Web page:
There are a handful of apprentices buzzing about, and I soon learn that she’s never had a paid employee. After a day of mandatory training, they’re put to work in the shop with a minimum commitment of one day per week for three months. My freelancer sensibility sours at the idea that one would give his or her time and talents away without compensation, but looking around it doesn’t appear that anyone is chained to the place. On the contrary, there is calm air of camaraderie among the staff as they mill about. One of them steers me toward a liver and immunity enhancer smoothie blend. The seven-ounce bag, filled with a propriety blend of ashwagandha, turmeric, eleutherococcus, bladderwrack, and a few other unpronouncibles, looks like the remnants from my DustBuster and costs about the same as a really good craft cocktail back home. I buy it anyway in hopes that a bit of the Kathy’s endearing Southwestern spirit will make it with me through the baggage check.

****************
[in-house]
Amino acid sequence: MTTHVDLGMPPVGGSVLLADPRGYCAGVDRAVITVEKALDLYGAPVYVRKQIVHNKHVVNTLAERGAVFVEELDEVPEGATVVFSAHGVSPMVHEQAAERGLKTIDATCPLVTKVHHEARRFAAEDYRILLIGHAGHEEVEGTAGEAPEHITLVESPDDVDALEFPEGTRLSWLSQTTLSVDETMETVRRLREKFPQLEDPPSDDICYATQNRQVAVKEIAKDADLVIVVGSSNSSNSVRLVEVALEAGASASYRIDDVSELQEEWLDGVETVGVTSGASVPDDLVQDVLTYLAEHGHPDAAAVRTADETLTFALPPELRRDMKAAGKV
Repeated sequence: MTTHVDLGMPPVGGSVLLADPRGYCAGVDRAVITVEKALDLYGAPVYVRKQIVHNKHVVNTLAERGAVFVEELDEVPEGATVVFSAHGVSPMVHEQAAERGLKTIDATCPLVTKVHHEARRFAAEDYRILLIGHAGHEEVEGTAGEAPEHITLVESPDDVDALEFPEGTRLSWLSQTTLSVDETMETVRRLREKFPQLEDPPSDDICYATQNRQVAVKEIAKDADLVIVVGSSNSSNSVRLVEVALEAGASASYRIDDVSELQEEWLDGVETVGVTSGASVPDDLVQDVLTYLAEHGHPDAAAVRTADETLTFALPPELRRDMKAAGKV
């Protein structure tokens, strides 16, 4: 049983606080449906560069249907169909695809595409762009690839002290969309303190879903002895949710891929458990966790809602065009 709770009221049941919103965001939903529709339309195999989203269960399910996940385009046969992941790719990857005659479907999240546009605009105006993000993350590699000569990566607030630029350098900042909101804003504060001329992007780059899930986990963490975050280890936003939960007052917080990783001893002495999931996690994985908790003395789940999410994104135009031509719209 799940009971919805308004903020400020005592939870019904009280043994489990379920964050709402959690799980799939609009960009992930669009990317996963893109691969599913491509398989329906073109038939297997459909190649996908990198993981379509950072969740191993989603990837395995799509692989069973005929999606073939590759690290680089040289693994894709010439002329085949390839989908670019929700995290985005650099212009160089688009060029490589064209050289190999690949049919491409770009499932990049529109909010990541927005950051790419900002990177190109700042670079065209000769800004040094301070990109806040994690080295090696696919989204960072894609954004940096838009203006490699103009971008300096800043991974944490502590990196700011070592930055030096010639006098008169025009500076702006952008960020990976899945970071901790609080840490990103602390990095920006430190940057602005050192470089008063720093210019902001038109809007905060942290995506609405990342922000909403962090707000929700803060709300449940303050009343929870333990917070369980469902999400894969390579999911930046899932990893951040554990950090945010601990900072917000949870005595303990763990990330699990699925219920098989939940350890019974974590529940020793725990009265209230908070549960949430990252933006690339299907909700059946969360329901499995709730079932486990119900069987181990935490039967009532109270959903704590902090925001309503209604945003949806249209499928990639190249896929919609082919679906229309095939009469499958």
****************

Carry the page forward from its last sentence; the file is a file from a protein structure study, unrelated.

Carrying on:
A s I head south toward Tucson, I pit stop at another local success story: Queen Creek Olive Mill (25062 S. Meridian Dr., Queen Creek, Arizona, Tel: 480-888-9290. www.queencreekolivemill.com). While on vacation in the late 90s, Perry Rea and his wife Brenda were astounded to discover an abundance of olive trees growing in the Phoenix area. The couple was ready to leave their bleak Detroit winters behind, so they packed up the family, planted 1,000 olivetrees on the outskirts of Queen Creek, and sure enough, found themselves in the olive oil business. Perry became a master blender and Brenda now oversees a line of olive oil-based home and body products.
Together they’ve created a multi-faceted agritourismo in the spirit of Perry’s Italian heritage. I have a simple picnic lunch under the olive trees amid gatherings of friends and families and a pretty awesome live band. Heading indoors, I sample Perry’s various blends of extra-virgin olive oil, including a Meyer lemon olive oil and the company’s first “Partner in Passion” single variety blend: the Arbequina limited edition made in cooperation with Ray Rogers of Corning Olive Oil Company.